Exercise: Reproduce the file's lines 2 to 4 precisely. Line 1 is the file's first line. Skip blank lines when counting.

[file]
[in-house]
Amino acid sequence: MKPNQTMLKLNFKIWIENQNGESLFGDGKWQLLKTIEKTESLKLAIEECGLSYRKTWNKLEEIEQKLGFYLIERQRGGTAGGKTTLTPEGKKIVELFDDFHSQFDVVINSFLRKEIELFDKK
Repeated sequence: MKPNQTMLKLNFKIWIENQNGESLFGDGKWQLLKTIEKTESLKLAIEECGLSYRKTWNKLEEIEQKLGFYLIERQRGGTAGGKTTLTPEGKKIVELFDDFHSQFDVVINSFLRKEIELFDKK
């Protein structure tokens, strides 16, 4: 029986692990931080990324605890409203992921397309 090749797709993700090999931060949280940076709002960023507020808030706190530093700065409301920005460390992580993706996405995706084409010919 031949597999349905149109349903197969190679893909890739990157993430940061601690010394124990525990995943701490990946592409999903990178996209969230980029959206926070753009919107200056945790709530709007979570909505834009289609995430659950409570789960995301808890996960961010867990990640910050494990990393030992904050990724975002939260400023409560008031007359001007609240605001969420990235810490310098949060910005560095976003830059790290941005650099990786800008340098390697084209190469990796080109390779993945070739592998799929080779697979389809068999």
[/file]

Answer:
Amino acid sequence: MKPNQTMLKLNFKIWIENQNGESLFGDGKWQLLKTIEKTESLKLAIEECGLSYRKTWNKLEEIEQKLGFYLIERQRGGTAGGKTTLTPEGKKIVELFDDFHSQFDVVINSFLRKEIELFDKK
Repeated sequence: MKPNQTMLKLNFKIWIENQNGESLFGDGKWQLLKTIEKTESLKLAIEECGLSYRKTWNKLEEIEQKLGFYLIERQRGGTAGGKTTLTPEGKKIVELFDDFHSQFDVVINSFLRKEIELFDKK
């Protein structure tokens, strides 16, 4: 029986692990931080990324605890409203992921397309 090749797709993700090999931060949280940076709002960023507020808030706190530093700065409301920005460390992580993706996405995706084409010919 031949597999349905149109349903197969190679893909890739990157993430940061601690010394124990525990995943701490990946592409999903990178996209969230980029959206926070753009919107200056945790709530709007979570909505834009289609995430659950409570789960995301808890996960961010867990990640910050494990990393030992904050990724975002939260400023409560008031007359001007609240605001969420990235810490310098949060910005560095976003830059790290941005650099990786800008340098390697084209190469990796080109390779993945070739592998799929080779697979389809068999």